Whenever purge control switch 44 is pushed, latch 128 is set and D-type flip-flop 130 is enabled. The next time counter 100 arrives at the 9's complement of yyy, the output of gate 126 will clock flip-flop 130 and initiate a purge cycle with the flow of gas 13. At this time, the Q output of flip-flop 130 is connected to automatically lower the frequency of oscillator 102 (e.g., by a factor related to the mixing chamber volume). The gas control cycle then continues at a much slower pace through one flow period for gas 13 and gas 11. However as soon as the flow of gas 11 is terminated via gate 116, flip-flop 130 is simultaneously set by this same signal so as to reset the purge latch 128 and to restore the oscillator 102 to its normal higher frequency.

Although only one embodiment of this invention has been described in detail above, those skilled in the art will readily appreciate that many modifications are possible without departing from the novel teachings and advantages of this invention. Accordingly, all such modifications are intended to be included within the scope of this invention as defined in the following claims.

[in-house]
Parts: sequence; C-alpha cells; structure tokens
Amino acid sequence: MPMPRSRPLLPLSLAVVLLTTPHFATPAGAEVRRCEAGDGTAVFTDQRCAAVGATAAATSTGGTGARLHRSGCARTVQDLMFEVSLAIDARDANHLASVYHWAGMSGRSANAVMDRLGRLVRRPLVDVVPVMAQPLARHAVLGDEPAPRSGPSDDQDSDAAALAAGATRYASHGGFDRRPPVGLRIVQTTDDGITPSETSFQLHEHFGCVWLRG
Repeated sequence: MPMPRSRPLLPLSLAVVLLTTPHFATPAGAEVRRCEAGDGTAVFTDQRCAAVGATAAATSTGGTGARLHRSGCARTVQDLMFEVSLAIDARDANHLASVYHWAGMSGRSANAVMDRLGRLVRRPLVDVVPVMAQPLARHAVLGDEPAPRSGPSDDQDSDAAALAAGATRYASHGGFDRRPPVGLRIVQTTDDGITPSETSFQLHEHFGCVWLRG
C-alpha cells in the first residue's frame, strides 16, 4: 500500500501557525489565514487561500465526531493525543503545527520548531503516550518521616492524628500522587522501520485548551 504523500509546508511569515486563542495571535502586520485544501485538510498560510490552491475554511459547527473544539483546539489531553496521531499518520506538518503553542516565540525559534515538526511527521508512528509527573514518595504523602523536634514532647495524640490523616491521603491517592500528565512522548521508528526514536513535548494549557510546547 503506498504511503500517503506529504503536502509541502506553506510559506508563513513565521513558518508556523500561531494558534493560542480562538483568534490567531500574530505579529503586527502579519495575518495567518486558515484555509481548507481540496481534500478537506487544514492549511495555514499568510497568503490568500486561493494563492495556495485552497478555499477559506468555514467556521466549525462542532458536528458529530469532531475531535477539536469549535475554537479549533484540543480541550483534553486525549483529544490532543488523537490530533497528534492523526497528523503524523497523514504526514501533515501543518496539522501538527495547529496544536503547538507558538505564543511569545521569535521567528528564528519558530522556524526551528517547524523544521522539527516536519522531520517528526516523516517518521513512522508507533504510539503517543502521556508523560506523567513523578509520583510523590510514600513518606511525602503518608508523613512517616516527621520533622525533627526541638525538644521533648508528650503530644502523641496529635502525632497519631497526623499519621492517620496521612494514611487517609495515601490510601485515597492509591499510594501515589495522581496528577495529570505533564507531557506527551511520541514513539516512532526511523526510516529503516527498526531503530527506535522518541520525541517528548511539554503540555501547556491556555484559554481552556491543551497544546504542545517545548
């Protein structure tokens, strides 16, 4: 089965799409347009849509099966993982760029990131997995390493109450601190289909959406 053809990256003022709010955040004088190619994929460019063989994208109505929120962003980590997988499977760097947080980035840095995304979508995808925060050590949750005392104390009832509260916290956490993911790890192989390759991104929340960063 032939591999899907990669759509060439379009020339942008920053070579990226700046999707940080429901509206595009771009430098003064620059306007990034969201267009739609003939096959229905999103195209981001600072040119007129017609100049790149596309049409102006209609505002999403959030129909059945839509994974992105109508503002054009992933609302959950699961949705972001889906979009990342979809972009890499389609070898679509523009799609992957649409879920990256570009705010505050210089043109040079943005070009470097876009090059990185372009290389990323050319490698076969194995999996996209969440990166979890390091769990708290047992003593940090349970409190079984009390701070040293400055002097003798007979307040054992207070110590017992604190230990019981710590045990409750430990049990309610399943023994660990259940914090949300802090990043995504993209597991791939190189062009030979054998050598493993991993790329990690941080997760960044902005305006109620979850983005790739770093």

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Referenced by
Citing PatentFiling datePublication dateApplicantTitle
US4526188 *May 12, 1982Jul 2, 1985Siemens AktiengesellschaftProcess and apparatus for mixing gases in a specific proportion and dosing the resultant gas mixture
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Classifications
U.S. Classification137/624.2, 137/607
International ClassificationG05D11/13
Cooperative ClassificationG05D11/132
European ClassificationG05D11/13B2